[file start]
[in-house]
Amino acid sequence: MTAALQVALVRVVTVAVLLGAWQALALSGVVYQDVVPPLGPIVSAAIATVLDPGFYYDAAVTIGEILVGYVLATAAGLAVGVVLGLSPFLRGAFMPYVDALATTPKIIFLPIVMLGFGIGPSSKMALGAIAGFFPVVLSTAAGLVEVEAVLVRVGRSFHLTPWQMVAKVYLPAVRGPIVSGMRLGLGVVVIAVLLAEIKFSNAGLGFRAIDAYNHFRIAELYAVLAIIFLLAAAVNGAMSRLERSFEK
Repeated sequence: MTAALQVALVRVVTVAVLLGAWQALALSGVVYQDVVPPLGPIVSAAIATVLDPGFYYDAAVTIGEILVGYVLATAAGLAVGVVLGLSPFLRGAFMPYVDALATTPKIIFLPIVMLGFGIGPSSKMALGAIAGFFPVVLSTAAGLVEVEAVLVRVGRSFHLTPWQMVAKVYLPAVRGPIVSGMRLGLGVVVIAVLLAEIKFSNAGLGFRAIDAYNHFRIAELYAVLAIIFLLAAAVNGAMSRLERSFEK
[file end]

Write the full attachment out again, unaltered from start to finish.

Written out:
[in-house]
Amino acid sequence: MTAALQVALVRVVTVAVLLGAWQALALSGVVYQDVVPPLGPIVSAAIATVLDPGFYYDAAVTIGEILVGYVLATAAGLAVGVVLGLSPFLRGAFMPYVDALATTPKIIFLPIVMLGFGIGPSSKMALGAIAGFFPVVLSTAAGLVEVEAVLVRVGRSFHLTPWQMVAKVYLPAVRGPIVSGMRLGLGVVVIAVLLAEIKFSNAGLGFRAIDAYNHFRIAELYAVLAIIFLLAAAVNGAMSRLERSFEK
Repeated sequence: MTAALQVALVRVVTVAVLLGAWQALALSGVVYQDVVPPLGPIVSAAIATVLDPGFYYDAAVTIGEILVGYVLATAAGLAVGVVLGLSPFLRGAFMPYVDALATTPKIIFLPIVMLGFGIGPSSKMALGAIAGFFPVVLSTAAGLVEVEAVLVRVGRSFHLTPWQMVAKVYLPAVRGPIVSGMRLGLGVVVIAVLLAEIKFSNAGLGFRAIDAYNHFRIAELYAVLAIIFLLAAAVNGAMSRLERSFEK